A team of University of Colorado Boulder engineers has developed a revolutionary process that cools buildings without the use of refrigerants or electricity.
The material, described in the journal Science, is a glass polymer hybrid and even under direct sunlight can cool objects.
Here's how it works:
- Cools the object underneath by reflecting solar energy back into space.
- Allows the surface to shed its own heat in the form of infrared thermal radiation (radiative cooling).
To make it, researchers embedded infrared-radiant glass microspheres into a polymer film. Then they added a thin silver coating underneath.
"Just 10 to 20 square meters of this material on the rooftop could nicely cool down a single-family house in summer," said Gang Tan, an associate professor in the University of Wyoming and a co-author of the paper.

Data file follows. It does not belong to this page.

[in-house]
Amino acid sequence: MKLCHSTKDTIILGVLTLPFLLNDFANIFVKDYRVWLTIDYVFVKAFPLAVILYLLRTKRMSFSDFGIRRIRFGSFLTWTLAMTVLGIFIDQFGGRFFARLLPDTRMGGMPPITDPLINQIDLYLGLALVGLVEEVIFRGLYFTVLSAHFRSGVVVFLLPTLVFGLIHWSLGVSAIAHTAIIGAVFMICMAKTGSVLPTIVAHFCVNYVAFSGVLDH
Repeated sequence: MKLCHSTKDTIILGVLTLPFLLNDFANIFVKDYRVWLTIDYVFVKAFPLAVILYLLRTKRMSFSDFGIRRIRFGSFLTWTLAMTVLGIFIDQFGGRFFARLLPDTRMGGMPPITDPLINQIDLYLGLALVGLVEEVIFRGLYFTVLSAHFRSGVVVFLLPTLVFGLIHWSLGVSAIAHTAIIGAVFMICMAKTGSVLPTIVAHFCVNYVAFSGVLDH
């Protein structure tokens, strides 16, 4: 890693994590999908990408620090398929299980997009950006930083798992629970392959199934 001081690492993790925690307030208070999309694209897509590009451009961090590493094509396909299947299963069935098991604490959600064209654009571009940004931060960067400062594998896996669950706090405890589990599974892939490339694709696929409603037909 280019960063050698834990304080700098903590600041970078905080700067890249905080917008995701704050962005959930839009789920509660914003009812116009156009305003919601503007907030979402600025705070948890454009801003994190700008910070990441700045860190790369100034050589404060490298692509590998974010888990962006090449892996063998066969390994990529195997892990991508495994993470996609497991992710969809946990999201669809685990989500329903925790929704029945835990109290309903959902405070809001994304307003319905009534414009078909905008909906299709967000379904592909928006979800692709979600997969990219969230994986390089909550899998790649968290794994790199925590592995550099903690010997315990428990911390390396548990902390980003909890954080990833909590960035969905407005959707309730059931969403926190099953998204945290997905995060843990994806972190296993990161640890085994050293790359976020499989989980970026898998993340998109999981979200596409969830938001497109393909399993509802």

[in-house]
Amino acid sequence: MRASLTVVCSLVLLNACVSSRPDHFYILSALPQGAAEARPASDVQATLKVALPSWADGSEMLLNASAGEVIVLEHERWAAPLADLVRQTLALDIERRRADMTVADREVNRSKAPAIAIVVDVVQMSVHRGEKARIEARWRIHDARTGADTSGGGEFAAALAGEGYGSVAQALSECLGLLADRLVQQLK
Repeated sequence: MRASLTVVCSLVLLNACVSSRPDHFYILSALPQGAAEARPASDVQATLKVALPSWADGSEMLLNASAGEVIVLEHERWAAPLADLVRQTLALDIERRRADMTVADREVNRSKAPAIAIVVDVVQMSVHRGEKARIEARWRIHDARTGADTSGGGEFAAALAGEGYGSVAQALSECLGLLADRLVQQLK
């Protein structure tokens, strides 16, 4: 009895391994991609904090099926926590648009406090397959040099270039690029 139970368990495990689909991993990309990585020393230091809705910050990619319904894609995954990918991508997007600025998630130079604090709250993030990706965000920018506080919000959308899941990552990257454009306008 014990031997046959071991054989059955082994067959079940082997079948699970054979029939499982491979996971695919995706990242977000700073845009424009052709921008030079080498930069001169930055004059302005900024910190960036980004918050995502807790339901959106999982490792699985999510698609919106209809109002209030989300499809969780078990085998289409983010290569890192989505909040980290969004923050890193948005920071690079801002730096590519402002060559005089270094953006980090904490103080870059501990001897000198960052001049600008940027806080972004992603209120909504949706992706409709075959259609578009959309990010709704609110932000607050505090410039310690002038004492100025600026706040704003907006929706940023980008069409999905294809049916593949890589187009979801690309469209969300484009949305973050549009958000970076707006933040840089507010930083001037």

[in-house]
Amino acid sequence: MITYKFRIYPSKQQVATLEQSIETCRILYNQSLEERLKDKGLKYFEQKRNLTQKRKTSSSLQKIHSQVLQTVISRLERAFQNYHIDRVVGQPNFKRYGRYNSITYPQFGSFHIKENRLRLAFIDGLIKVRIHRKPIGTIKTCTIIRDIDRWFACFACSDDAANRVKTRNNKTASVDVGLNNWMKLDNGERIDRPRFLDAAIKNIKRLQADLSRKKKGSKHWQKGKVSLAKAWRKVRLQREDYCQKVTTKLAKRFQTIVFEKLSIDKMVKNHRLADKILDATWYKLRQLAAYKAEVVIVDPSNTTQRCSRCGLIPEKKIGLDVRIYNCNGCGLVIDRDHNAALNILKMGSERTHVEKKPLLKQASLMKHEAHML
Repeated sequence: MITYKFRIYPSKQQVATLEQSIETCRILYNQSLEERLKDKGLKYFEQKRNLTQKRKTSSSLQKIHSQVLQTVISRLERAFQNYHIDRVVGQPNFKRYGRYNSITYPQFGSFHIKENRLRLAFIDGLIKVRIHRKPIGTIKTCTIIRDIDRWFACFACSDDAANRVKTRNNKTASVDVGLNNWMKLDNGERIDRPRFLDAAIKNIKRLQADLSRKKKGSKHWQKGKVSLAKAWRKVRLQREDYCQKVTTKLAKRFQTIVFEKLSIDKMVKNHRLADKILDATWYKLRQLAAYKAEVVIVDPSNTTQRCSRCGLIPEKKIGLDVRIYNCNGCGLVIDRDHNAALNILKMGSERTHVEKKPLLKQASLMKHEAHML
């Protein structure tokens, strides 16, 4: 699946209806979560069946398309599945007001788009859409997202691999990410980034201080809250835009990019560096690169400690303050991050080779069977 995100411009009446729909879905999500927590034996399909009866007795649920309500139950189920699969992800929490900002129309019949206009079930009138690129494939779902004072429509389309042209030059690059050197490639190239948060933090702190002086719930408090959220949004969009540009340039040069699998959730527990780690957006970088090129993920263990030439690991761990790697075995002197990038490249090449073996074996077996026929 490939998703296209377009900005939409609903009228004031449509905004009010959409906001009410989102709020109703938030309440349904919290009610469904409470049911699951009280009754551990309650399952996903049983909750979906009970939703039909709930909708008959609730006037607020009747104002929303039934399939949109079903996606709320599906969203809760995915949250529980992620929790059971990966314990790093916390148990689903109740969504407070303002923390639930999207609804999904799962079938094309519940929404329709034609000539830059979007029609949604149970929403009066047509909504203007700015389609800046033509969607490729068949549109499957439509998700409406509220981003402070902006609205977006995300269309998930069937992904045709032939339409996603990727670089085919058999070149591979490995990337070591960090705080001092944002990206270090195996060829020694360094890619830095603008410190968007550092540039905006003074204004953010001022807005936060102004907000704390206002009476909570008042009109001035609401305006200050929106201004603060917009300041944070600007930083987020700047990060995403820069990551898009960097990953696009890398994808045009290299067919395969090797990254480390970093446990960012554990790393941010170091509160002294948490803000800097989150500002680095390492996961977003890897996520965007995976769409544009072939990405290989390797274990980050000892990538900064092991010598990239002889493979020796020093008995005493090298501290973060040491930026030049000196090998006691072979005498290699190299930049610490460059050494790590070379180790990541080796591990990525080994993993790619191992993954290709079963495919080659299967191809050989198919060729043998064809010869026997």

The material could also make solar panels more efficient.
"Just by applying this material to the surface of a solar panel, we can cool the panel and recover an additional one to two percent of solar efficiency," said Xiaobo Yin of the University of Colorado, Boulder. "That makes a big difference at scale."
It's cheap and that's important to places like Brazil, China and India. The film costs about 50 cents a square meter. It is 50 micrometers thick (just thicker than aluminum foil) and can be manufactured economically on rolls.
"We're excited about the opportunity to explore potential uses in the power industry, aerospace, agriculture and more," according to Ronggui Yang of the University of Colorado in Boulder.
The Energy Department awarded a $3 million grant to Yang and Yin. They've applied for a patent and are working with CU Boulder's Technology Transfer Office for potential commercial applications.